Evergreen Brick Works is currently known for its beautiful green spaces, cultural events and farmers’ markets, with more than 500,000 visitors each year. But the site, located along Bayview Avenue adjacent to the Don River, also played a pivotal role in Toronto’s history.
Its quarry revealed evidence of bear-sized beavers roaming the area thousands of years ago, while its clay-created bricks were used in the creation of landmark buildings like Massey Hall.
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Here’s what you need to know about the long and fascinating history of Evergreen Brick Works.
Pangea, Glacial Lakes and Giant Beavers
The place that is now known as Evergreen Brick Works doesn’t begin with brick-making. It starts way, way before that—with geology.
“When we talk about that prehistory, the era of the dinosaurs, a lot of people think, ‘Oh that didn’t happen here,’” said Heritage Toronto’s Director of Programming Kaitlin Wainwright. “Well it did, and the Brick Works is evidence that the city we live in existed 440 million years ago in a very different context.”
The history was imprinted in the walls of the quarry, which is now filled with water. The bottom of the quarry was an ancient seabed made of shale bedrock. It formed when the continental drift created Pangea, said Wainwright.
“Toronto was part of Pangea,” she said. “That’s the kind of crazy next level stuff we never think about when we go to the Brick Works and enjoy the ravines.”
Fossil evidence of plants and animals were also found at the site—including the bones of massive beavers who lived there around 130,000 years ago. (Raccoons don’t seem so bad now.)
The top layer of the quarry was made up of yellow-coloured beach sand, called the Iroquois Sands. They were deposited 12,000 years ago and named after Lake Iroquois, a glacial lake that was the precursor to Lake Ontario.
“That’s why there’s so much clay on that site,” said Wainwright.
Bricks that built the city
In the 1830s, the Taylor brothers purchased land and started a paper mill in the Don Valley. William Taylor was digging post holes to put up fences on his property and discovered clay in 1882. He decided to test it out for brick-making and sent it to a local kiln. The bricks came out perfectly, turning a deep red hue that was popular with builders at the time.
The Taylors opened up the Don Valley Pressed Brick Works in 1889, blasting out shale and clay with dynamite and digging it out with steam shovels. (The name later changed to the Don Valley Brick Works Limited under new ownership over a decade later).
The factory’s success was mainly rooted in the disastrous fire that razed Toronto’s downtown buildings in 1904. After the blaze, bylaws were changed to ban wood from being the primary material for construction. Instead, bricks became a popular and safe solution.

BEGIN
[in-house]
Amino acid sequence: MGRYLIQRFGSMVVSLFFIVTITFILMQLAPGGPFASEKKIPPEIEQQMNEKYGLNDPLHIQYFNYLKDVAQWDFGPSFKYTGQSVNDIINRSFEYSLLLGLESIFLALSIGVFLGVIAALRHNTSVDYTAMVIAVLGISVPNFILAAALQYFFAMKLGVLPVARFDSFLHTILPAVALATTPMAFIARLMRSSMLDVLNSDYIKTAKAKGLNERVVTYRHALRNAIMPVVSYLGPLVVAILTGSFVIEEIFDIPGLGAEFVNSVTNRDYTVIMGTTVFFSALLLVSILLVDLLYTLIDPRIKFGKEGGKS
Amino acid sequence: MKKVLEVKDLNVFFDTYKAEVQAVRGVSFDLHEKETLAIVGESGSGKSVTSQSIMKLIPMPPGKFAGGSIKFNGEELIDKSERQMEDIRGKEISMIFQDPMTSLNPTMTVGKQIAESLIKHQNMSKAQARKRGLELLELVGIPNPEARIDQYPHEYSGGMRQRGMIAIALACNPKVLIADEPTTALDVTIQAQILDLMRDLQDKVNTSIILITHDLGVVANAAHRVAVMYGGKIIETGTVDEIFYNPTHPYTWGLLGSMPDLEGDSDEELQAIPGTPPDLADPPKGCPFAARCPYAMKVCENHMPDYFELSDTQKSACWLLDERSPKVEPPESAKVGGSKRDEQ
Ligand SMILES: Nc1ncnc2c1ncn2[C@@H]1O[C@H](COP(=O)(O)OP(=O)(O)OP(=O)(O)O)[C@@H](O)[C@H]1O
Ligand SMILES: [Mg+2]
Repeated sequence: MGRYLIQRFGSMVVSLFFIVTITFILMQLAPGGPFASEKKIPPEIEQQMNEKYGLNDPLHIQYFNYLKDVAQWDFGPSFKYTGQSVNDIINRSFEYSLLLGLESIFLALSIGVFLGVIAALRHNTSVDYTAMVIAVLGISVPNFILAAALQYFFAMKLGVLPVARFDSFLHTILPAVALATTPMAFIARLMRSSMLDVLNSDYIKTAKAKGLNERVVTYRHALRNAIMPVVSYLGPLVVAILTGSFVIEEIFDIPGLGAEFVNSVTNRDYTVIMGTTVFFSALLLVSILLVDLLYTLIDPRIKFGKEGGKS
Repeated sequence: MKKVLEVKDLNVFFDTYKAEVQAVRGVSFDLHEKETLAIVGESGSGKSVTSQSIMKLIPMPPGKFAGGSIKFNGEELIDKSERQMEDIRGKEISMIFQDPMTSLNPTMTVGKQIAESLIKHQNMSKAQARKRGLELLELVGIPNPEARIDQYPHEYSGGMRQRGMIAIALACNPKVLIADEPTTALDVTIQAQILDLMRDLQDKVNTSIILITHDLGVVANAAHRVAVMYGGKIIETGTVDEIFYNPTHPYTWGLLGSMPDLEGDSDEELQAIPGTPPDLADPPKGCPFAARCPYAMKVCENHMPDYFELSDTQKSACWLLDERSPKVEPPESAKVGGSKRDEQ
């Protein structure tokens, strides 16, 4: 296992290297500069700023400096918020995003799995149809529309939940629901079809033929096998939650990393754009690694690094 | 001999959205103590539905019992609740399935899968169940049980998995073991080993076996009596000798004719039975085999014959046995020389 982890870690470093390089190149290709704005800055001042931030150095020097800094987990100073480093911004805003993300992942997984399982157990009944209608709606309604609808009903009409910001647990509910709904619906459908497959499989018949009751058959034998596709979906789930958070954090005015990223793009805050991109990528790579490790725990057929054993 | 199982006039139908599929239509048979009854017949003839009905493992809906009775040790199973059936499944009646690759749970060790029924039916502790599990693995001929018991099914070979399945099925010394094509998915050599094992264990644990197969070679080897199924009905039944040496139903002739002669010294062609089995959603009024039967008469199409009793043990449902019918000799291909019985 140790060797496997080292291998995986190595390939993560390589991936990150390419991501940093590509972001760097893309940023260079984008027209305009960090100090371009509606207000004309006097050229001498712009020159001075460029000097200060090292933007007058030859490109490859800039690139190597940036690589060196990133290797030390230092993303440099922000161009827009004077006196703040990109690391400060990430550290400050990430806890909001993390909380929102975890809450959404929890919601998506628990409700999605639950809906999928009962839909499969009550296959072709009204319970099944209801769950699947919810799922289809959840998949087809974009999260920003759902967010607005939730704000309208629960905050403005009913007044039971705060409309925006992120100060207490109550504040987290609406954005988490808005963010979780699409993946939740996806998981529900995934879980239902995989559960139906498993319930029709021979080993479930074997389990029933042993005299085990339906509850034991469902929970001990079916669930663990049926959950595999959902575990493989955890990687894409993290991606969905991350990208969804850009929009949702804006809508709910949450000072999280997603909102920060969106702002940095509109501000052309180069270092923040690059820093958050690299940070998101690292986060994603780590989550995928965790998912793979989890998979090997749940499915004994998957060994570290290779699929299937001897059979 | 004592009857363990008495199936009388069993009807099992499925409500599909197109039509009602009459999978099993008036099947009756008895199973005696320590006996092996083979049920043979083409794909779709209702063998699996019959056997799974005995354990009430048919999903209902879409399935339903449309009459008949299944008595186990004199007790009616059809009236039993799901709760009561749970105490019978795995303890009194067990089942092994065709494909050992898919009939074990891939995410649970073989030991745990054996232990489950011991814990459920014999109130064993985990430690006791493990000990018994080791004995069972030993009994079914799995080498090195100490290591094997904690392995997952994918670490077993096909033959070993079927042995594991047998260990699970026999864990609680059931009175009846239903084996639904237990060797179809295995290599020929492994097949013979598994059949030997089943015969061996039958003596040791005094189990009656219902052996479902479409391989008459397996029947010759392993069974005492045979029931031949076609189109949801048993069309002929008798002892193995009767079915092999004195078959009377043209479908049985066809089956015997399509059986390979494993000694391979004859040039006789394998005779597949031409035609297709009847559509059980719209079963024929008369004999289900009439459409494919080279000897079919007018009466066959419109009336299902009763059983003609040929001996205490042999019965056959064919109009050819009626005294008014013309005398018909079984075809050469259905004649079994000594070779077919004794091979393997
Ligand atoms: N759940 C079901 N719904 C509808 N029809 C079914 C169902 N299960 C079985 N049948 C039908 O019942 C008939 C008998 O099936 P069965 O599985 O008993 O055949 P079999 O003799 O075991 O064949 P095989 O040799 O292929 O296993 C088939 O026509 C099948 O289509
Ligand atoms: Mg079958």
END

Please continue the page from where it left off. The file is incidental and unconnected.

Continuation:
“When Henry Pellatt had Casa Loma built, he didn’t just go to any brick maker. He went to the Taylors and said, ‘I want to use the Don Valley bricks because they’re the finest, best quality.’” said Wainwright. “Same thing with Massey Hall, which just celebrated 125 years.”
Other notable buildings made with Don Valley bricks are the Ontario Legislature at Queen’s Park, Hart House and Convocation Hall.
From industrial site to green space
The beginning of the Great Depression brought about more changes for the Brick Works. It was sold again and its name changed to the Toronto Brick Company. At the time, it reached 25 million bricks a year. The production was pulled back during the Second World War, when non-essential building was restricted. German war prisoners were used as labourers.
One of the structures burned down in a fire after the war, while others were demolished, including three of four signature chimneys. The chimneys were attached to downdrift kilns and each had one word from “Don Valley Brick Works” written on them. Only one remains, which can still be seen with the word “Valley.”
The quarry’s natural resources, like clay, were running dry by the 1980s. The company was eventually bought by what is now the Toronto and Region Conservation Authority in 1987. Production officially ended two years later.
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The site as we know it today was reopened to the public in 2010 as the Evergreen Brick Works, named after the non-profit that helped revitalize it.
The Evergreen organization, founded in 1991, worked on renaturalization, planting trees and flowers in the area. Now, instead of brick-making, it’s used as an example of how green space can be incorporated into urban living. There are 16 heritage buildings, hiking trails, meadows and wetlands.
“The Brick Works site is a fascinating place to think about the trajectory of the city as a hub for the evolution and growth of Toronto,” said Wainwright. “Now, 115 years later, they’re using the building where the bricks were fired to have important conversations about the type of city we want to build for the next hundred years.”
If you’re curious about the history of a Toronto establishment or space, let us know! Email us at [email protected]